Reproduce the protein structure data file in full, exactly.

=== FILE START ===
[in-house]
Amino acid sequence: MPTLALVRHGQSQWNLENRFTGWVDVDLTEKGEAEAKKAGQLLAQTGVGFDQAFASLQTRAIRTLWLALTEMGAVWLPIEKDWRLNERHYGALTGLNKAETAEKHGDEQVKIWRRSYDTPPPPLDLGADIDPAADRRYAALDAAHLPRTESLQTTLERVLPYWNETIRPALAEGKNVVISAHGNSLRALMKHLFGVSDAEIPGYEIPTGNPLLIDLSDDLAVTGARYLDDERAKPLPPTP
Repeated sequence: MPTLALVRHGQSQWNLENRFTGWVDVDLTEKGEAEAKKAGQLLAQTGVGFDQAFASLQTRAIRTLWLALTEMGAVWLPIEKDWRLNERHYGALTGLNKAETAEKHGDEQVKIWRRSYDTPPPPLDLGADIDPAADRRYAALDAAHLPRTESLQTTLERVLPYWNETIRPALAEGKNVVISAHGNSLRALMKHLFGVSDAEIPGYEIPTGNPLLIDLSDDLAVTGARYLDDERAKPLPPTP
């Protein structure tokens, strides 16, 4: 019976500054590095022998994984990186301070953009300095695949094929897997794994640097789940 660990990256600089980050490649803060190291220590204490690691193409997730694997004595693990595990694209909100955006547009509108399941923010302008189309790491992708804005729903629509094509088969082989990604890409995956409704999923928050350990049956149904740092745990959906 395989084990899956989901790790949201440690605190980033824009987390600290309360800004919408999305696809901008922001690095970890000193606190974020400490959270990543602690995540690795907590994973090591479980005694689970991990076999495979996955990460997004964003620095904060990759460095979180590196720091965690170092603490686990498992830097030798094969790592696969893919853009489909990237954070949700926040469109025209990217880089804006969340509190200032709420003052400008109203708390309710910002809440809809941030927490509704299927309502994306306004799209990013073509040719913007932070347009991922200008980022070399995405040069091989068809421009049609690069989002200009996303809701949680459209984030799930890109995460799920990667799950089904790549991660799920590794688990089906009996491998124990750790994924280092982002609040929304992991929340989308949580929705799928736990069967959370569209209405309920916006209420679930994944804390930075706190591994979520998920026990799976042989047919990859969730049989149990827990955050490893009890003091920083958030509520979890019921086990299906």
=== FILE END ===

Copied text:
[in-house]
Amino acid sequence: MPTLALVRHGQSQWNLENRFTGWVDVDLTEKGEAEAKKAGQLLAQTGVGFDQAFASLQTRAIRTLWLALTEMGAVWLPIEKDWRLNERHYGALTGLNKAETAEKHGDEQVKIWRRSYDTPPPPLDLGADIDPAADRRYAALDAAHLPRTESLQTTLERVLPYWNETIRPALAEGKNVVISAHGNSLRALMKHLFGVSDAEIPGYEIPTGNPLLIDLSDDLAVTGARYLDDERAKPLPPTP
Repeated sequence: MPTLALVRHGQSQWNLENRFTGWVDVDLTEKGEAEAKKAGQLLAQTGVGFDQAFASLQTRAIRTLWLALTEMGAVWLPIEKDWRLNERHYGALTGLNKAETAEKHGDEQVKIWRRSYDTPPPPLDLGADIDPAADRRYAALDAAHLPRTESLQTTLERVLPYWNETIRPALAEGKNVVISAHGNSLRALMKHLFGVSDAEIPGYEIPTGNPLLIDLSDDLAVTGARYLDDERAKPLPPTP
């Protein structure tokens, strides 16, 4: 019976500054590095022998994984990186301070953009300095695949094929897997794994640097789940 660990990256600089980050490649803060190291220590204490690691193409997730694997004595693990595990694209909100955006547009509108399941923010302008189309790491992708804005729903629509094509088969082989990604890409995956409704999923928050350990049956149904740092745990959906 395989084990899956989901790790949201440690605190980033824009987390600290309360800004919408999305696809901008922001690095970890000193606190974020400490959270990543602690995540690795907590994973090591479980005694689970991990076999495979996955990460997004964003620095904060990759460095979180590196720091965690170092603490686990498992830097030798094969790592696969893919853009489909990237954070949700926040469109025209990217880089804006969340509190200032709420003052400008109203708390309710910002809440809809941030927490509704299927309502994306306004799209990013073509040719913007932070347009991922200008980022070399995405040069091989068809421009049609690069989002200009996303809701949680459209984030799930890109995460799920990667799950089904790549991660799920590794688990089906009996491998124990750790994924280092982002609040929304992991929340989308949580929705799928736990069967959370569209209405309920916006209420679930994944804390930075706190591994979520998920026990799976042989047919990859969730049989149990827990955050490893009890003091920083958030509520979890019921086990299906």